Mr. Premal Udani, a well-known name in the field of apparel & textiles in India, holds the prestigious position as a Chairman of Apparel Made-ups & Home Furnishing Sector Skill Council (AMH SSC), Government of India. He is often consulted by government of India on various matters of trade policies.
Mr. Premal Udani is an Expert in the Apparel and Textiles industry. He is the Managing Director of Kaytee Corporation Pvt. Ltd, one of the oldest and amongst the topmost Garment Manufacturing Companies in the country. Kaytee Corporation Pvt. Ltd. has been the winner of over 50 awards for outstanding work in both Exports and Domestic segments of the industry.
Mr. Udani comes at the helm of AMHSSC, as Chairman, with over 38 years of vast experience in the Apparel & Textile Industry. He is currently also Chairman, Board of Trustees of the Clothing Manufacturers of India (CMAI) and Member of the Board of Directors, Apparel Export Promotion Council (AEPC) since 1987. He is the founding member of the India Knit fair Association and was appointed by the Government of Gujarat for special projects pertaining to Apparel Industries. He has been on the Board of major trade associations such as the Federation of Indian Export Organisations (FIEO), Federation of Indian Chambers of Commerce (FICCI), to name a few. Currently, Mr. Udani is also the President of Cricket Club of India, Mumbai (CCI) – a Premier Sporting Institution in the country.
Q How and when did you commence your journey in the Apparel Sector?
I started my journey in the Apparel Sector about 40 years ago. My family was involved in yarn and fabric manufacturing and export. By way of expansion, I decided to branch out into apparel manufacturing more particularly knitted garments.
Q How has the industry and level of competition changed over the past decades?
The Apparel exports were governed by multifibreAgreement[ MFA] from the mid 1970’s all the way up to 2005. Thus the principle markets of Exports i.e US, Canada and the European Union were tightly regulated by quota’s. Competition was less, as quota was king. This went on all the way up to 1st Jan 2005, when the quota regime finally disappeared.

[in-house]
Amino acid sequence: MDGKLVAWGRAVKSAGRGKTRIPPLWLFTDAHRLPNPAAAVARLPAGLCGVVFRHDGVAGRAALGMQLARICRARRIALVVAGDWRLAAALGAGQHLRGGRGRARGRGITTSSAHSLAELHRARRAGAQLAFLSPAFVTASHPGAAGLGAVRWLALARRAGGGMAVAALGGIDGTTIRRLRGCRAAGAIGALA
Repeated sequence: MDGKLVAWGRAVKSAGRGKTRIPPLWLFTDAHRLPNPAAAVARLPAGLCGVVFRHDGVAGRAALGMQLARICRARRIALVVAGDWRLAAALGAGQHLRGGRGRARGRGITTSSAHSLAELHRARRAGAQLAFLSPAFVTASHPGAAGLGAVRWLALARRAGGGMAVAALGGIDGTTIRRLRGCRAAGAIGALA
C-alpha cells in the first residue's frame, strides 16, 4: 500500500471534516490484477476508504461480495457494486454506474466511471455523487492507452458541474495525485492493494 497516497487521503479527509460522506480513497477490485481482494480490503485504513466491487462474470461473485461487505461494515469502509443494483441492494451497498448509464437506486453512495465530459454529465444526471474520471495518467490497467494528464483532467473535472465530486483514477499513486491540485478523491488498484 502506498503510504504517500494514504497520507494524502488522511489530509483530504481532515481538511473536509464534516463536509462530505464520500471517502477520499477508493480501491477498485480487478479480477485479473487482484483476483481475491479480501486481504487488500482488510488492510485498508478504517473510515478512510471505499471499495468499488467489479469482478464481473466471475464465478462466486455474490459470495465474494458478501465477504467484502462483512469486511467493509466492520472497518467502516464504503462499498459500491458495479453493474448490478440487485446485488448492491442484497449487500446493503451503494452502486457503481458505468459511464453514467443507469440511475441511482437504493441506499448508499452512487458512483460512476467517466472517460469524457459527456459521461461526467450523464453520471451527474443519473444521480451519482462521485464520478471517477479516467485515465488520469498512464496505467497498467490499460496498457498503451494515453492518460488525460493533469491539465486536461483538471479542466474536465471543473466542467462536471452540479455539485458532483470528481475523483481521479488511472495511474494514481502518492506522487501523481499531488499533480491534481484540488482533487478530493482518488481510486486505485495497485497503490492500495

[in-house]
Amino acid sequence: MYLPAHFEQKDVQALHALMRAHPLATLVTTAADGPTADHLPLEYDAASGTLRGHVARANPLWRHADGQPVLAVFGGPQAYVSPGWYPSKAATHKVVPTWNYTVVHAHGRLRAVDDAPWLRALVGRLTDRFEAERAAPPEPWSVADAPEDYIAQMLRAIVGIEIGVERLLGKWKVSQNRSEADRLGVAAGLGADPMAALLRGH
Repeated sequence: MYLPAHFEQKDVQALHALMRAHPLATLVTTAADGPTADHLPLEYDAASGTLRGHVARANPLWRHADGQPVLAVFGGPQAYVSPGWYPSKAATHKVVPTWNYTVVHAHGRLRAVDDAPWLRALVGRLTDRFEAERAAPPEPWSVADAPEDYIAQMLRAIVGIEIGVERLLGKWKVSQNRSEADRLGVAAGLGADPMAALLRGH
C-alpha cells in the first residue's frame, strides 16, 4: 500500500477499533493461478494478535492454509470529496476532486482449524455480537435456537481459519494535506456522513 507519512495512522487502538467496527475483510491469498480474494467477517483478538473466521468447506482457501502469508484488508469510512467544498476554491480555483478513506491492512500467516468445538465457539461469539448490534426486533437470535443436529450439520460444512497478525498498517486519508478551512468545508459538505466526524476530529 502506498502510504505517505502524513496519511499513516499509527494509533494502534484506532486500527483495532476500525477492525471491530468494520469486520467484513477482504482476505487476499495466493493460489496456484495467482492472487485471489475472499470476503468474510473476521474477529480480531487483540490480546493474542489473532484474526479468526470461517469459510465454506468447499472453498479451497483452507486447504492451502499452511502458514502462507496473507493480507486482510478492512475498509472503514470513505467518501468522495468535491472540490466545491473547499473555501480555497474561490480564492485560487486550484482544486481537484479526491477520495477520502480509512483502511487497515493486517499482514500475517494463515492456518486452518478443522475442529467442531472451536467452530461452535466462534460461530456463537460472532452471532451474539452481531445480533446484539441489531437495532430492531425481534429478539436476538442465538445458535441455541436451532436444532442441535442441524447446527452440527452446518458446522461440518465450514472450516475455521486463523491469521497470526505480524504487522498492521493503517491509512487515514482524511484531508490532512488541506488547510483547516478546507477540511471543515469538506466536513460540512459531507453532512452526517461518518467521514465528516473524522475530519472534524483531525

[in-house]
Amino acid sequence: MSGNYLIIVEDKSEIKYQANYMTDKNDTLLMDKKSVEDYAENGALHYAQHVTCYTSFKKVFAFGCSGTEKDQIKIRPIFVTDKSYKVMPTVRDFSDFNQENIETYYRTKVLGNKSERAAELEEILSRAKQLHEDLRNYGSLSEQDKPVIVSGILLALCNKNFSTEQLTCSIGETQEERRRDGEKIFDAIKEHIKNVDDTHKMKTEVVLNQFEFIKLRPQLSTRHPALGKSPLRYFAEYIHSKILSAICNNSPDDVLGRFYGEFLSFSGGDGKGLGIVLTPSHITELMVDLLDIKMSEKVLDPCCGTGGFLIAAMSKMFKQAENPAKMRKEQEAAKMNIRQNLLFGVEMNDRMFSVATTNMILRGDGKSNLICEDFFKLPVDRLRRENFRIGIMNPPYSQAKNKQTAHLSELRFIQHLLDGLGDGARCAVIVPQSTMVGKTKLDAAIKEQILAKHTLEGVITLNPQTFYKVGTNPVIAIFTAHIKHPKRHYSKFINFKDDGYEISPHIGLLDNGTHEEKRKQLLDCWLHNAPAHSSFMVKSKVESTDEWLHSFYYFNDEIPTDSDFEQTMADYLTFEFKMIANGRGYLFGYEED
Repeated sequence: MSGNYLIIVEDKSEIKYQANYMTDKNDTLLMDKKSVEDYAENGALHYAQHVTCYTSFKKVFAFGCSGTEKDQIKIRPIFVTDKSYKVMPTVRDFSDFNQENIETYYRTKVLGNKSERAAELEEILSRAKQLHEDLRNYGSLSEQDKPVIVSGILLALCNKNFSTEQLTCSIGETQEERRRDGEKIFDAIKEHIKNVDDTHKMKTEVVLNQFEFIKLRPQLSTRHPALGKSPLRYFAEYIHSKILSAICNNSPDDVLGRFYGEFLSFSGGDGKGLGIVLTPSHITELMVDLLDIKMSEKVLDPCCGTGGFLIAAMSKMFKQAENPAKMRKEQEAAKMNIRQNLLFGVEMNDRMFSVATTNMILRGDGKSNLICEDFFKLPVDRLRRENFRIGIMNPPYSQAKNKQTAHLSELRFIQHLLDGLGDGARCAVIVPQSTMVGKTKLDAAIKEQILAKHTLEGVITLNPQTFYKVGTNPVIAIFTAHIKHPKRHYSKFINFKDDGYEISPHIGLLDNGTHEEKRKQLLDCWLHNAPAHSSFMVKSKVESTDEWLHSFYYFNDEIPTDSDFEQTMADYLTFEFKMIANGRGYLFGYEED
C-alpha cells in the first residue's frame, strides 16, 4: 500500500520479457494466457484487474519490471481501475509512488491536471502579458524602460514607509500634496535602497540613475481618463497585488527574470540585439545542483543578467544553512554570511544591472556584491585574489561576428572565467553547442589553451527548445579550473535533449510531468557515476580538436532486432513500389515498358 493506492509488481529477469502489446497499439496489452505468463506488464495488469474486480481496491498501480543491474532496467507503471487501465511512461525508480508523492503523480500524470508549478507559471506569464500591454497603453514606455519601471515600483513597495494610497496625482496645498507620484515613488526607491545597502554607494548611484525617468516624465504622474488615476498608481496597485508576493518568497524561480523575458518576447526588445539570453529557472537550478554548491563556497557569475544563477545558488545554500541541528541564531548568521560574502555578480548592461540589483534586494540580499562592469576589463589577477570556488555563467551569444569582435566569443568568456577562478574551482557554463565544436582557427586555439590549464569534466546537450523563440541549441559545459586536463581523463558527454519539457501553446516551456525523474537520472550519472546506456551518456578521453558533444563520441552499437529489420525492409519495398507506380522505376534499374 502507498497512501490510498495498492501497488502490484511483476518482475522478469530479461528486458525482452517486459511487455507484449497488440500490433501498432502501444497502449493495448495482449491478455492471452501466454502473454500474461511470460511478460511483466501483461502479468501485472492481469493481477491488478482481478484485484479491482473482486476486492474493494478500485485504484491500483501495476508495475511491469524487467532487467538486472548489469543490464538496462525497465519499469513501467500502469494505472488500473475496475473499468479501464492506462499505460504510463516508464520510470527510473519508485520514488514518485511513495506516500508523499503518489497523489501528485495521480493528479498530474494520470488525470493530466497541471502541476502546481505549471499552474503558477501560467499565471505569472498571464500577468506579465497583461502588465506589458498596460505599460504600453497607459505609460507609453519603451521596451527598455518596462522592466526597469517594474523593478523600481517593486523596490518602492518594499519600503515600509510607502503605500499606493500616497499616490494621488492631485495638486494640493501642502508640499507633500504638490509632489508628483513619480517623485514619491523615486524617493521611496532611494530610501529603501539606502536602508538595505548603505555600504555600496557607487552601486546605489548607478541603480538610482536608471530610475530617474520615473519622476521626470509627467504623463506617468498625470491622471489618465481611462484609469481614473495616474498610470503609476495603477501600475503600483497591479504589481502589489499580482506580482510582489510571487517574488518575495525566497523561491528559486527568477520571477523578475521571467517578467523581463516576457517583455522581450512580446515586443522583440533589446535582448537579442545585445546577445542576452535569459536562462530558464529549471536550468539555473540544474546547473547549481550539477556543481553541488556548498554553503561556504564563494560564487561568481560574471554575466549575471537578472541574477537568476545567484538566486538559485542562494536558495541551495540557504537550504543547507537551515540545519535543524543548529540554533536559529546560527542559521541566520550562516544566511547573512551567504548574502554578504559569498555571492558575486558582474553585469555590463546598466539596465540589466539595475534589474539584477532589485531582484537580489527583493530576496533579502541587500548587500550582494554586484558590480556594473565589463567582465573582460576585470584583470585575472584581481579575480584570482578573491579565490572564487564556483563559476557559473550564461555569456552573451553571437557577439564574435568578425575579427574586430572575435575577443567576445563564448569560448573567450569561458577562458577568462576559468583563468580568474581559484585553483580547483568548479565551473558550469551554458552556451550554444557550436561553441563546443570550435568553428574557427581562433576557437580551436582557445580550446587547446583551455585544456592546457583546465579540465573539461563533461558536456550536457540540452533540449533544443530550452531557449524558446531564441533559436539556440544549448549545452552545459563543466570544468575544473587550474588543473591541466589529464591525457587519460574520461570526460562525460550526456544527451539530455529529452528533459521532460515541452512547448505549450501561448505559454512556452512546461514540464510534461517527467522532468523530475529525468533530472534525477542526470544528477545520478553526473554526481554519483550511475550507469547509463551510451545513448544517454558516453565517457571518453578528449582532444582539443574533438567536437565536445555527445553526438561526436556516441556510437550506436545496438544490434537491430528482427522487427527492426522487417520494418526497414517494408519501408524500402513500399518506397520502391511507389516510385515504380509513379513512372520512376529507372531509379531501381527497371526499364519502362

During the Post Quota regime, competition has been cut throat and intense. Only those Exporters who either have necessary scale and skill sets have managed to survive and many of them have done very well. Unit value realisation per garment has steadily declined, as not only internal competition between Exporters, but external competition between countries has been intense.
In the past 15 years of the quota regime, India’s growth in apparel exports has not lived up to the expectations. Smaller countries like Bangladesh, Vietnam, Cambodia are today ahead of India in apparel exports. Government has announced various policies from time to time to boost apparel exports.
Q As a part of the apparel industry of India for almost 40 years now, which government policies do you think have worked best for boosting production and exports?
In order to promote apparel industry, Government has announced various policies from time to time . I believe the policies with regard to refund of all taxes in the system i.e dynamic rates of duty drawback as well as ROCTL/MIES, etc have helped the industry. Skill India initiatives is also a major policy pronouncement. This initiative will train millions of workers in the skill sets required for garment manufacturing.
Q What are the challenges that the industry today is facing from abroad as well as internally?
Challenges faced by the Industry.
- Lack of availability of skilled labour (This is being addressed by the Skill India initiative).
- Non-refund of all taxes paid while exporting garments.
- Export of raw materials such as Cotton and Yarn. This needs to be discouraged and Job creating and value-added products such as apparel and made-ups should be encouraged.
- Favourable terms of trade granted to countries such as Bangladesh, Vietnam, etc.
- Low cost of production in those countries.
- Economies of scale as many of these countries have very large factories.on-conclusion of FTA’s with EU and other such blocks.
Q What kind of higher education courses are available for students, desirous of joining this industry?
Earlier the skilling ecosystem was limited to a few bigger institutions, like NIFT and Pearl Academy etc which had limited capacity. Moreover, for the middle level supervisory roles literally no courses used to be available. This was creating double problems for the ecosystem, whereby on one hand lesser youth could get educated and employed and on the other hand the industry was also deprived of getting skilled middle management personnel.